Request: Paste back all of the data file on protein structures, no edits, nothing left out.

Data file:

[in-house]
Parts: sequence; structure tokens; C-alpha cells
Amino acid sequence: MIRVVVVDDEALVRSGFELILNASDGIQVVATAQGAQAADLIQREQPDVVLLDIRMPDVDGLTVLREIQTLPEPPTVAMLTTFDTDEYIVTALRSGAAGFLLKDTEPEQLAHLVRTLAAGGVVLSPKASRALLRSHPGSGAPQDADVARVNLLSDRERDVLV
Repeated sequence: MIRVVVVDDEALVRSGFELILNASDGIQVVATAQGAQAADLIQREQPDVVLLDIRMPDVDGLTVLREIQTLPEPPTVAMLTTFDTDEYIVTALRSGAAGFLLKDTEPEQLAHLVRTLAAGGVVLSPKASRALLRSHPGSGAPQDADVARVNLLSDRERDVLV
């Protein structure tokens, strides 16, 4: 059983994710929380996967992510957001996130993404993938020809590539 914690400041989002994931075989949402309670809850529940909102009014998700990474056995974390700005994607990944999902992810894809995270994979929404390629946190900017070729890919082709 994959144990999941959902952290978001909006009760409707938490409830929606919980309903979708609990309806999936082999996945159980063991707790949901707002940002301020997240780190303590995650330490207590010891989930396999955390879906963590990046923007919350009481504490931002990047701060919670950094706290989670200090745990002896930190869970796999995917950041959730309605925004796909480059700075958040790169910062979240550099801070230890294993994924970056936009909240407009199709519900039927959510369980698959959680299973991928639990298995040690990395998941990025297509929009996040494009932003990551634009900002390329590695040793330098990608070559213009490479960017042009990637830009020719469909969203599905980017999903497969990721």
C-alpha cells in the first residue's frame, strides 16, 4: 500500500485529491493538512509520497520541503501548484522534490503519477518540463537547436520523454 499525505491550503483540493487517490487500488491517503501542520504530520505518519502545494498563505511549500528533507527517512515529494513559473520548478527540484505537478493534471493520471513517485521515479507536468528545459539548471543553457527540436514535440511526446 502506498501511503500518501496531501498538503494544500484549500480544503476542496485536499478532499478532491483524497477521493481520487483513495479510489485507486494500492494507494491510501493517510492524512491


[in-house]
Parts: sequence; structure tokens; C-alpha cells
Amino acid sequence: MIRVVVVDDEALVRSGFELILNASDGIQVVATAQGAQAADLIQREQPDVVLLDIRMPDVDGLTVLREIQTLPEPPTVAMLTTFDTDEYIVTALRSGAAGFLLKDTEPEQLAHLVRTLAAGGVVLSPKASRALLRSHPGSGAPQDADVARVNLLSDRERDVLV
Repeated sequence: MIRVVVVDDEALVRSGFELILNASDGIQVVATAQGAQAADLIQREQPDVVLLDIRMPDVDGLTVLREIQTLPEPPTVAMLTTFDTDEYIVTALRSGAAGFLLKDTEPEQLAHLVRTLAAGGVVLSPKASRALLRSHPGSGAPQDADVARVNLLSDRERDVLV
């Protein structure tokens, strides 16, 4: 059983994710929380996967992510957001996130993404993938020809590539 914690400041989002994931075989949402309670809850529940909102009014998700990474056995974390700005994607990944999902992810894809995270994979929404390629946190900017070729890919082709 994959144990999941959902952290978001909006009760409707938490409830929606919980309903979708609990309806999936082999996945159980063991707790949901707002940002301020997240780190303590995650330490207590010891989930396999955390879906963590990046923007919350009481504490931002990047701060919670950094706290989670200090745990002896930190869970796999995917950041959730309605925004796909480059700075958040790169910062979240550099801070230890294993994924970056936009909240407009199709519900039927959510369980698959959680299973991928639990298995040690990395998941990025297509929009996040494009932003990551634009900002390329590695040793330098990608070559213009490479960017042009990637830009020719469909969203599905980017999903497969990721």
C-alpha cells in the first residue's frame, strides 16, 4: 500500500485529491493538512509520497520541503501548484522534490503519477518540463537547436520523454 499525505491550503483540493487517490487500488491517503501542520504530520505518519502545494498563505511549500528533507527517512515529494513559473520548478527540484505537478493534471493520471513517485521515479507536468528545459539548471543553457527540436514535440511526446 502506498501511503500518501496531501498538503494544500484549500480544503476542496485536499478532499478532491483524497477521493481520487483513495479510489485507486494500492494507494491510501493517510492524512491